And then the third one is to feel. We need to feel, right now, how it will feel in the future to have a high paying job as a salesman. To feel that right now, experience that feeling. And that's the part that sometimes gets left out. We do the other two but we don't feel as it would feel to have achieved that. So when we do all three, think about the meaning, have a specific visualization in mind and feel how it will feel to obtain that. Then affirmation will manifest more readily, more successfully when we involve all of that. That's what Gurudeva explains in that small booklet on affirmation as well as in the, the a chapter on it in, is it Merging With Siva I think, has a chapter on it? So that's where that information is if any of you are interested in pursuing affirmation more and it's a wonderful practice. And it's right there. The subconscious is, is creating our future anyway. But why not, you know, take a more active part in what it's doing? Be more proactive in, in which future you're creating for yourself by cleaning up the past and affirming what we want for the future. We actually change what's happens to us.

OK. Lets see here. This is on Monistic Theism. Freedom and Responsibility.

"The human being has a dual and non-dual component." (We'll come back and explain that if it doesn't get adequately explained because that is important to understand.) "He has belief. He has faith. He has love. But all of these fine qualities can be taken away through discouragement. His faith is faith in the unseen. His belief is belief in things that are not always intellectually rational. His love is love of all that is tender and beautiful. All of these fine qualities and many more work together in lifting up consciousness toward the ultimate reality of timelessness, causelessness and spacelessness. There is not one human being on the planet who will not eventually understand the monistic theist approach. This is because it is an intrinsic part of the human psyche. Everyone is a monistic theist in one way or another.

"Historically, there have always been monists on one side and theists on the other. The one path that is made up of these two camps is monistic theism. It encompasses both. And, yes, it is the solution to many of the problems people face today. Saiva Siddhanta is the final conclusion of the adepts, and it includes the true precepts of Vedanta. There can only be one final conclusion, and that is monistic theism. "

OK, it looks like we better explain the human being has a dual and non-dual component. It's not really explained.

Well, many traditions have one or the other. A monistic or a theistic view of that. So, the monist sees the identity of the soul in God. They're absolutely the same. There's no difference. Siva is Siva; the soul is God. Theist sees the personal aspect of God and sees a separation. Whereas the monist is looking, be not looking at the personal aspect of God. Looking at God as consciousness or looking at God as consciousness and the transcendent reality.

So the idea is that our tradition combines both. It's very simply said in the morning when you look at the monastic schedule. What do we do? Well first we have a half an hour Siva Puja, that's our theism. Then we go into the Guru Peedam and have an hour meditation. That's our monism. In our theism God is separate from us. We're expressing our love and devotion to God in homa and in puja; that's theism. In our monism we're claiming our identity with God. And there's no personal aspect of God involved. We're looking at God as secular not in Parasiva. We're looking at God as the essence of the soul.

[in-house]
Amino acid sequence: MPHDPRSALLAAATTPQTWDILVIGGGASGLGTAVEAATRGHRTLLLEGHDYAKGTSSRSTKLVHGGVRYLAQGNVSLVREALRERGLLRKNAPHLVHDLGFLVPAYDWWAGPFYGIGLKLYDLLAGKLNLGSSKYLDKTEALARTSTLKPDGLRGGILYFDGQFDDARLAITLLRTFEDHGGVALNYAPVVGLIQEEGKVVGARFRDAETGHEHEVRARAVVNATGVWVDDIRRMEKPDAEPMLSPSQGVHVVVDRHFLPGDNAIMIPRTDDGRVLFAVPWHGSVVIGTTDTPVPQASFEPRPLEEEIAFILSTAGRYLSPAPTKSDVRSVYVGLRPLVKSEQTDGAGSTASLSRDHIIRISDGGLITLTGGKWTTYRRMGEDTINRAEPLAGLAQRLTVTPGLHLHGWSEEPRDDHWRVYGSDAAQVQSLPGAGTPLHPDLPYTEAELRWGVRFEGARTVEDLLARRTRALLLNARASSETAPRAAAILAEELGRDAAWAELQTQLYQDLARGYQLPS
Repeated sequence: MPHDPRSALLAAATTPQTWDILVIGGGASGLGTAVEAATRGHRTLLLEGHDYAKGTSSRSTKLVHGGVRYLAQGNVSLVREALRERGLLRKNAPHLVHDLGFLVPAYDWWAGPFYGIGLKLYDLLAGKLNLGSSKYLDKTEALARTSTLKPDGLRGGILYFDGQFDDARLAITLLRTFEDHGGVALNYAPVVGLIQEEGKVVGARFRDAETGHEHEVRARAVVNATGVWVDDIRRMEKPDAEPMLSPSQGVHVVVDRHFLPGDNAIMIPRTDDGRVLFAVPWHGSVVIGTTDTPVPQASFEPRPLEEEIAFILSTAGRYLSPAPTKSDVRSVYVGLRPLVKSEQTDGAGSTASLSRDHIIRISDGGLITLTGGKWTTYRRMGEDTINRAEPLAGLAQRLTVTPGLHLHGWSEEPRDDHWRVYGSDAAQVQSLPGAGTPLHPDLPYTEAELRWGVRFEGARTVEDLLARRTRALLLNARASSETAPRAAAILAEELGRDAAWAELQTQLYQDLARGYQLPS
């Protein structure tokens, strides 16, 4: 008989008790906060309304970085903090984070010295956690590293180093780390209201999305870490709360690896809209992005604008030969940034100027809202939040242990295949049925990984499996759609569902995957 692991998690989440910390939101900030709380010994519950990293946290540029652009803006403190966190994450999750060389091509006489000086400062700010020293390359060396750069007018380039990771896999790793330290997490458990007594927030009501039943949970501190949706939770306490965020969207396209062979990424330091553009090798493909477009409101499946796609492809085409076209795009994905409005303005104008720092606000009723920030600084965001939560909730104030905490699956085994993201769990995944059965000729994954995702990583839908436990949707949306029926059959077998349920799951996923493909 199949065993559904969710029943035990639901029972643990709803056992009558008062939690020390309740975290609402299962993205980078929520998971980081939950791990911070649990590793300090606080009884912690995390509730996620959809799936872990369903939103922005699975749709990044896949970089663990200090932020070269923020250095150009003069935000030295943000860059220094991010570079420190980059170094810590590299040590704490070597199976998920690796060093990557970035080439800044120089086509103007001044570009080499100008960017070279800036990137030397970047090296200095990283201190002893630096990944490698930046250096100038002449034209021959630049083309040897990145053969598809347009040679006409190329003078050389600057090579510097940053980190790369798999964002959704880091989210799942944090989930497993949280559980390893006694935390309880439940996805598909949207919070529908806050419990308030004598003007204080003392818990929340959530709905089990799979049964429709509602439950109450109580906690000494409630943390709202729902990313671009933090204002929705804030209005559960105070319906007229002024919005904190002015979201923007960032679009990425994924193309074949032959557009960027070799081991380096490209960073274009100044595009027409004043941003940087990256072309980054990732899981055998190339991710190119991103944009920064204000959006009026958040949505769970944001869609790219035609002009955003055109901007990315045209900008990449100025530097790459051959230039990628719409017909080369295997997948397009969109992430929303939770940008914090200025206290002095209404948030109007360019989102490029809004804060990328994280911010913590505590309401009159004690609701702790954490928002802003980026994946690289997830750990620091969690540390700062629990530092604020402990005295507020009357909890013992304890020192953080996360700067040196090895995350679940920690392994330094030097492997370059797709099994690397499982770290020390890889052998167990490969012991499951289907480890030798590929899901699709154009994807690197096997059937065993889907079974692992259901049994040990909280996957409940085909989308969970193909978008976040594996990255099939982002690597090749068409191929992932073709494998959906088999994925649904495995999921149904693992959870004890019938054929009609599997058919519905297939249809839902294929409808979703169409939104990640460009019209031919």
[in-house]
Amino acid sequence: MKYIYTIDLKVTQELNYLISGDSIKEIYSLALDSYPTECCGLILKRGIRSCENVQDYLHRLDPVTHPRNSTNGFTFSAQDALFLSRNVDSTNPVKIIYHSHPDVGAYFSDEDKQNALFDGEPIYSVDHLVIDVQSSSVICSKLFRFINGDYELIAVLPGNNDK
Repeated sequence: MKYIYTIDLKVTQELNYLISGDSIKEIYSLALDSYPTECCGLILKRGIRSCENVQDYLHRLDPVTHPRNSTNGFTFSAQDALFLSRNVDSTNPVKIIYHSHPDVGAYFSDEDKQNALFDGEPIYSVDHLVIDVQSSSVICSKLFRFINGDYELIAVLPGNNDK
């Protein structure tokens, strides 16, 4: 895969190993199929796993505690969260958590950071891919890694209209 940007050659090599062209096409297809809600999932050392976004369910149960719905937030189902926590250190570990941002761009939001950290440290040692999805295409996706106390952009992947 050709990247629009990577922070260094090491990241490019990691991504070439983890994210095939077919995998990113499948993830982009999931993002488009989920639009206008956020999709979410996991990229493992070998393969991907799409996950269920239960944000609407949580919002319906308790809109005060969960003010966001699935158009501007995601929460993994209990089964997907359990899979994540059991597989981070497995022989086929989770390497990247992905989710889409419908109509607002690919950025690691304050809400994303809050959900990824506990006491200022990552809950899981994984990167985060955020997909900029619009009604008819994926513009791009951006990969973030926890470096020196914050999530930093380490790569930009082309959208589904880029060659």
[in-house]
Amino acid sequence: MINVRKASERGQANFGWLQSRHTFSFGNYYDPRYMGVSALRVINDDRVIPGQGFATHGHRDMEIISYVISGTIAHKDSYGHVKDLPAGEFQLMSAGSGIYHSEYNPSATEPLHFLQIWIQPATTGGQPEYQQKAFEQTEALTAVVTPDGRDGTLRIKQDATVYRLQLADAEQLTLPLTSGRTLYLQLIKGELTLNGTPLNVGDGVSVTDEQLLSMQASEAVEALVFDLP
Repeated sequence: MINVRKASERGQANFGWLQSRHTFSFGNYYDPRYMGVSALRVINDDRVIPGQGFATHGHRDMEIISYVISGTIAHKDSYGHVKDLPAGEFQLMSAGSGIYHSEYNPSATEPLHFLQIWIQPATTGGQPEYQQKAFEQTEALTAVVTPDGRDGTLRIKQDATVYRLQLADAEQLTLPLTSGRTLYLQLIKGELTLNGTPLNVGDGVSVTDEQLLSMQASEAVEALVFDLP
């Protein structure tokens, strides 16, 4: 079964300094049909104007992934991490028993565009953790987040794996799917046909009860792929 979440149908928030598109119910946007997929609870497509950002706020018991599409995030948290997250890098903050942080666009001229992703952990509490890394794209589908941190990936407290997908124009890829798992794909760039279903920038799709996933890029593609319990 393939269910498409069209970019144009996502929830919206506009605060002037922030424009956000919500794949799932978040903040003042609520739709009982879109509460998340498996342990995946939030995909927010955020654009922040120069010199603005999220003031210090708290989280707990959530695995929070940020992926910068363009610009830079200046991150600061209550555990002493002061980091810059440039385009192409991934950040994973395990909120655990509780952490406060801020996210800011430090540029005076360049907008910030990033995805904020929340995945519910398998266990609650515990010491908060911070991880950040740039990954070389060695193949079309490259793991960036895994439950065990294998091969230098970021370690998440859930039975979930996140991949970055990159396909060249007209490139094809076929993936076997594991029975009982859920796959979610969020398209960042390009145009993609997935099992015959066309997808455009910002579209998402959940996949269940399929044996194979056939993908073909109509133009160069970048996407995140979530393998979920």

So we have both approaches: A monistic pursued by meditation and a theistic pursued by worship. And Gurudeva's point here -- we don't have time to read it all -- is that, that's a pretty good combination. And because the monistic approach works better if you've perfected your theism first.

In other words, for example, you take a story: I was talking to a bharata natyam teacher teacher from the U.S.A and she was telling me about her students and somehow we got into the idea of devotion. And she said there's two emotions -- rasas -- that her students have trouble with. One is devotion and the other is humility. They can do all the other emotions. Dance courses. But they have trouble expressing humility and trouble expressing devotion. So, why is that? Well, they grew up in America. They didn't grow up in India. It's not a, America's not a country where you necessarily learn humility and devotion. But these are qualities you need to go deeply into one's self spiritually. So that's why the theism is particularly useful in a place like America where, through the practice of theism, devotion and humility are cultivated and increased. Otherwise, when you sit down to meditate on the identity of the soul and God you end up in the intellect. Can't get beyond the intellect. And so it's not a deep practice.

As Gurudeva says:

"The problem is that Vedanta as taught today gives privilege without the disciplines, creating jnanis of intellect rather than realization."

Though even, I was talking to Swami Ishwarananda in Chinmaya Mission in Los Angeles, first Chinmaya mission swami I'd talked to. I'd been to Chinmaya missions and given talks before, never visited one with a swami present. So we were talking about what they were teaching and he, and I was saying: "Teaching jnana yoga?"

"Yes." (Which is monism.)

And then his assistant, family person, explained they had this problem. New problem coming up regularly but a lot of the college age students were very argumentative and kind of had this strong intellectual pride. So, they couldn't get beyond the intellect. They were just kind of approaching jnana Yoga and Vedanta as an intellectual study. Though showed the problem. And there's a number of schools of Vedanta that try and avoid that by performing karma yoga and bhakti yoga first. Bhakti yoga and karma yoga are necessary foundation in some schools of Vedanta before you try and become a monist. So, that's Saiva Siddhanta, that's our theism really. We're practicing our bhakti yoga in our, in the temple and our karma yoga as service in the temple and other places before we expect a lot out of our meditation. And then, eventually, our bhakti yoga and karma yoga in the temple our theism becomes strong and that's a nice foundation for meditation or for monism.

Well that's the idea. Monistic Theism. Both paths. The temple and meditation as part of a one tradition.

Thank you very much.

[End of transcript.]